Britain appears ready to order some travelers arriving from abroad to isolate in hotels at their own expense in an attempt to stop the import of new virus variants.
Vaccines Minister Nadhim Zahawi said there would be an announcement Tuesday on plans for tighter border measures. The BBC reported that U.K. citizens and residents arriving from most of southern Africa and South America, as well as Portugal, will have to self-isolate in a hotel for 10 days at their own expense.
Quarantine hotels have been used to limit virus transmissions in countries including Australia, New Zealand, China, India and Singapore, but the practice has not been widely adopted in Europe.
Zahawi did not give details of the planned announcement but said tightening border rules was “the right thing to do, because … as we vaccinate more of the adult population, if there are new variants like the South African or the Brazilian variants, we need to be very careful.”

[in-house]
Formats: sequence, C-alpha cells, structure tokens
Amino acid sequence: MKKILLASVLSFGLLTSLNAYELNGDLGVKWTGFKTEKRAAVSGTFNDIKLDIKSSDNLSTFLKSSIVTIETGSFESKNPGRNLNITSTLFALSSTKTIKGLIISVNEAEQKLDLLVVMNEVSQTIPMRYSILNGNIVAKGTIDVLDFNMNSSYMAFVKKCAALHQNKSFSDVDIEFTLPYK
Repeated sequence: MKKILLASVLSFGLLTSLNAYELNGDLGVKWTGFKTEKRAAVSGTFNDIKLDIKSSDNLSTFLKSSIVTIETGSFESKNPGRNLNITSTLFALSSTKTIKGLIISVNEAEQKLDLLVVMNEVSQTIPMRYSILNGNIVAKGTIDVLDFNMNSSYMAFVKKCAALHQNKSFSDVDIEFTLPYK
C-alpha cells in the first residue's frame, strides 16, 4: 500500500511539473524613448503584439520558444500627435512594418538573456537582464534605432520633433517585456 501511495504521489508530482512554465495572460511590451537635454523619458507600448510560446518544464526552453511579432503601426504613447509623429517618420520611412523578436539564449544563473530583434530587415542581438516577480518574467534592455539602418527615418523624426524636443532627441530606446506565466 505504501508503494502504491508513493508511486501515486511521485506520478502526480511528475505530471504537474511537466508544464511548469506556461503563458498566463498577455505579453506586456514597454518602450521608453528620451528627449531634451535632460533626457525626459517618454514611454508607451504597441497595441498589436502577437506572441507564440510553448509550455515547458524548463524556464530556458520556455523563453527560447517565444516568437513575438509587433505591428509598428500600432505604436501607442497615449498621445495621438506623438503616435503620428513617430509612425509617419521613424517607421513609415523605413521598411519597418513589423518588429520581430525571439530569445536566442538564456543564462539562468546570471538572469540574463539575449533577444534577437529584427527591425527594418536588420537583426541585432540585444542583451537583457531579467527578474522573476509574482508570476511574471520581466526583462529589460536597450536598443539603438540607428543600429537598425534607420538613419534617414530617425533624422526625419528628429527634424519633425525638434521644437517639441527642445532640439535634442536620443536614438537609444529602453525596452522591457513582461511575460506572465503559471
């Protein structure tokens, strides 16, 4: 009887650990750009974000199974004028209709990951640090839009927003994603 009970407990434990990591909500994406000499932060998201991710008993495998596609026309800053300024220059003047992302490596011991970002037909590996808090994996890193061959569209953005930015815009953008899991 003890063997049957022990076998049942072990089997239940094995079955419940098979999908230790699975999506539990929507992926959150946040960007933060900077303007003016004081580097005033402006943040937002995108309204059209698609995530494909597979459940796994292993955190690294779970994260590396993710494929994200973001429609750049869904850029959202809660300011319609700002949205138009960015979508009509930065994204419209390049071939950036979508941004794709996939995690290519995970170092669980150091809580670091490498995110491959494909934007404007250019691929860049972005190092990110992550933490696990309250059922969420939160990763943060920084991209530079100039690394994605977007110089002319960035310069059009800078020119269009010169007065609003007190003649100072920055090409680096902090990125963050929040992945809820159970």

Opposition politicians and public health officials have criticized Britain’s Conservative government for not closing the country’s borders earlier in the pandemic.
Current lockdown rules, imposed to slow the spread of a new, more transmissible virus variant first identified in southeast England, bar Britons from taking foreign holidays, although essential travel is allowed.
People arriving from overseas are already required to self-isolate in Britain, but enforcement is patchy.
The U.K. will soon become the fifth country in the world to record 100,000 COVID-19 deaths, after the United States, Brazil, India and Mexico — all of which have much larger populations than Britain’s 67 million people. As of Monday, the U.K.’s official coronavirus death toll was 98,531.
British authorities are banking on a successful vaccination program to help the country suppress the outbreak and ease its current lockdown. So far more than 6.5 million people have received the first of two doses of a vaccine, and the government aims to give 15 million people, including everyone over 70, a jab by Feb. 15.